December 25, 2022

Ice Storm, Heavy Rain, Cold Wave, Warm Wave, and Now A Powerful Storm Approaches

First, we had unusual cold, then a freezing-rain ice storm, then heavy rain, and then unusual warmth.

But the weather gods are not through with us.

A powerful storm may develop off our coast on Tuesday.  

In such circumstances during ancient days, folks would ask themselves why the gods were angry and ask their priests to intercede with an appropriate prayer or sacrifice.   Today, our modern weather priests often blame such storminess on sins of carbon emission and predict doom without the proper response.    

Human nature hasn't changed.  But in this blog, let's stick to the science.

A Profound Change in Atmospheric Circulation

Let me show you the upper level (500 hPa, about 18,000 ft) weather maps from three days ago (Wednesday at 10 AM) and yesterday at the same time.  

A profound change.  On Wednesday, a deep trough of low pressure was inland while a ridge of low pressure was offshore, resulting in a strong, cold airstream from the northwest.


By yesterday, the ridge of high pressure had shifted inland and south, while low pressure has amplified over the Gulf of Alaska.    The result is a strong, warm, moist flow from the southwest.

We will be in this pattern for quite a long time.


The resulting temperature change in western Washington has been remarkable (see temperatures at SEATAC below, purple is the normal high, cyan the normal low).  We were generally cooler than normal through 21 December and then the bottom fell out.  And then yesterday we warmed to well above normal.

This warming was accompanied by very heavy rain that led to local street flooding. The precipitation over the past 36h has been remarkable (see below), with some locations getting over 5 inches.  Over an inch over the Puget Sound lowlands.

The poor ice had no chance.  At least the airports can operate normally again.  And many of our rivers have filled to bankful.

The Approaching Storm

Both American and European models suggest a major low-pressure system will develop off our coast Tuesday morning, with very low pressure.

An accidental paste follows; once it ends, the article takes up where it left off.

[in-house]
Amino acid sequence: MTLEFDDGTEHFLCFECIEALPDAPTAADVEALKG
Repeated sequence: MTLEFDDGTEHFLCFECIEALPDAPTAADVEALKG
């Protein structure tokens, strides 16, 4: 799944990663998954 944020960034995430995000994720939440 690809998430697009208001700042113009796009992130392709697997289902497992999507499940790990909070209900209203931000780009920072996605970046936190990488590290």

Here is the UW model's prediction of the sea level pressure at 10 AM Tuesday.  A deep 971 hPa low is off the WA coast, with an intense pressure change (gradient) along the Oregon Coast.    That means strong winds.

The European Center model at the same time has a 970 hPa low in a slightly different position.  There is going to be a major low off our coast.  The question is where it will go.

I am confident now that the Oregon coast will get a good blow.

The storm will then move east and north, but there is still substantial uncertainty regarding its impact on the interior of western Washington.   But 20-40 knots around Puget Sound is not unreasonable.   

I will leave that analysis for another blog tomorrow, so stay tuned.  But you might consider making an offering in your holiday fireplace.



  1. Noah would have been alarmed with weather events from the past few days.

  2. Columbus Day Storm of 1962, featured a low pressure reading of the upcoming storm is still in the minor leagues!...we hope!

    1. 970 hPa is not in the minor leagues.... represents the depth of typically the strongest storm we get each year

  3. The good that can come out of a storm with lots of wind is a few poplar trees can blow down in the park that obscures our view of the sound.

  4. As far as I can tell the forecasters missed the blow here last night. We had a maximum gust of 59 mph at the Bellingham Airport. (And a maximum temperature of 61F.) These kinds of winds are not that unusual as we typically get them 3 to 4 times each Fall and Winter, but the forecasters seem to not have seen it coming, which is unusual.

  5. The Columbus Day cyclone's minimum central pressure of about 960 mb really wasn't that unusual among the other big storms of history [7]. For instance, with a minimum pressure of 954 mb, the December 1995 storm was deeper, as was the November 1981 storm's 958 mb [8]. However, the Columbus Day winds were much stronger than the 1995 and 1981 storms. The 11-station average peak gust figures used on this website reveal this: 61.4 for December 1995, 65.9 for November 1981, and a screaming 80.5 for Columbus Day 1962 [9]. The Big Blow of 1962 was the only storm to break 70 in the 11-station measure for the 1950-to-present era, and it accomplished this by a large margin! The Columbus Day Storm is an outlier, a singularity.

    1. My understanding is overall severity of a windstorm depends on a number of factors, not just absolute minimum pressure. Other factors include the gradient and the duration. The 1962 Columbus Day storm is widely regarded as the most damaging in recent history. I was a senior in high school in Portland and got to experience the storm and its clean-up firsthand. I've been through the other storms, including living on a sailboat in Portland, and they really did not hold a candle to the 1962 storm.

    2. Yup!...I was 15, trying to deliver my newspapers when that "outlier" monster hit. Like you said, a few other, smaller but deeper storms have hit us, but not with the overall, sustained, massive intensity that the Big Blow gave to us!..Experts in this field, think W. Washington probably only gets hit with such massive storms, maybe once every 200 does sound like this predicted storm coming our way will be super-strong, but at least it is not "turbocharged" from the remains of a hurricane named Freda!

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